Healthcare Costs Go Viral: Emergency Declared by San Francisco Labor

by Carl Finamore

finamore_healthemerIt’s a national epidemic finally getting some long overdue attention. To put rising costs in perspective, a dozen oranges today would cost $134 if adjusted at the same rate of price inflation that we’ve seen in healthcare since 1945.

And, it’s only getting worse. California health insurance premiums soared 185% since 2002. But we’ve heard these complaints before, it’s not new.

What is new is that the largest unions in San Francisco are doing something to reign in price gouging by insurers like California-based Kaiser Permanente, the nation’s largest HMO with 9.1 million subscribers.

For UNITE-HERE Local 2, one of the city’s largest unions representing 13,000 employees of restaurants and hotels in and around San Francisco, it has become a necessity. Continue reading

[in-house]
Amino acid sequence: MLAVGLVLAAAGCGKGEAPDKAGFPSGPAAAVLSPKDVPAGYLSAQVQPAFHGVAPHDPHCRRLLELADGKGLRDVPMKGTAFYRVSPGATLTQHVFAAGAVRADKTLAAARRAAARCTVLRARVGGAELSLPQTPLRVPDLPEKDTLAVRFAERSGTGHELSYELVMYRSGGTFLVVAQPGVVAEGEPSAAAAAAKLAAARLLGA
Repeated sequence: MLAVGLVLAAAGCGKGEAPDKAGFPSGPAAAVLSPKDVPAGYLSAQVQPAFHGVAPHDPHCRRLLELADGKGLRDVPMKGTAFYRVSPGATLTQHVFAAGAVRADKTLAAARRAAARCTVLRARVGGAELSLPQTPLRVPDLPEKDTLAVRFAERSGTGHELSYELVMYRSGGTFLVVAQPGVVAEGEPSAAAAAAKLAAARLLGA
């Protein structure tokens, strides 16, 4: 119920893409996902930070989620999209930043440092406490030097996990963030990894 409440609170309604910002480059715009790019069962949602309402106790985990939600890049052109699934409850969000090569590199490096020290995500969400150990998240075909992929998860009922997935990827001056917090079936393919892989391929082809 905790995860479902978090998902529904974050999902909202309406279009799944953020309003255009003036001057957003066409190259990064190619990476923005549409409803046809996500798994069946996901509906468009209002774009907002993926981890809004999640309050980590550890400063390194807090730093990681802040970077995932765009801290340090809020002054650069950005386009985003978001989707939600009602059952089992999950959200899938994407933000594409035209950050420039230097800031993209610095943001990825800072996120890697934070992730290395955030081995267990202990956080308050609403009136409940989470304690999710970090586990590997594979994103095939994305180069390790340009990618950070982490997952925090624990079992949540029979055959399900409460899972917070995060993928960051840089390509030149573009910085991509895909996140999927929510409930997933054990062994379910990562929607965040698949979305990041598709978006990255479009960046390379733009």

Workers Battle With Grocery Chains Over Obamacare Implementation

by Bruce Vail

UFCW Local 21, UFCW Local 367 and Teamsters 38 bargained with representatives from major supermarkets, including Kroger, to keep their health benefits.   (mcsquishee / Flickr / Creative Commons)

UFCW Local 21, UFCW Local 367 and Teamsters 38 bargained with representatives from major supermarkets, including Kroger, to keep their health benefits. (mcsquishee / Flickr / Creative Commons)

Unions representing about 30,000 grocery workers in the Puget Sound region claimed a victory last week in a labor contract fight that centered on the implementation of Obamacare in the area’s biggest supermarket chains.

Western Washington state locals of the United Food & Commercial Workers (UFCW) and the Teamsters have been bargaining for months with representatives from Kroger, Safeway and Albertsons, all among the largest supermarket chains in the country. In addition to the elimination of health insurance coverage for 8,000 part-time workers, the initial demands from the grocery retailers included extended wage freezes and selective elimination of overtime pay, according to Seattle-based UFCW Local 21. The workers were within hours of beginning a strike before a last-minute deal was reached on October 21. Continue reading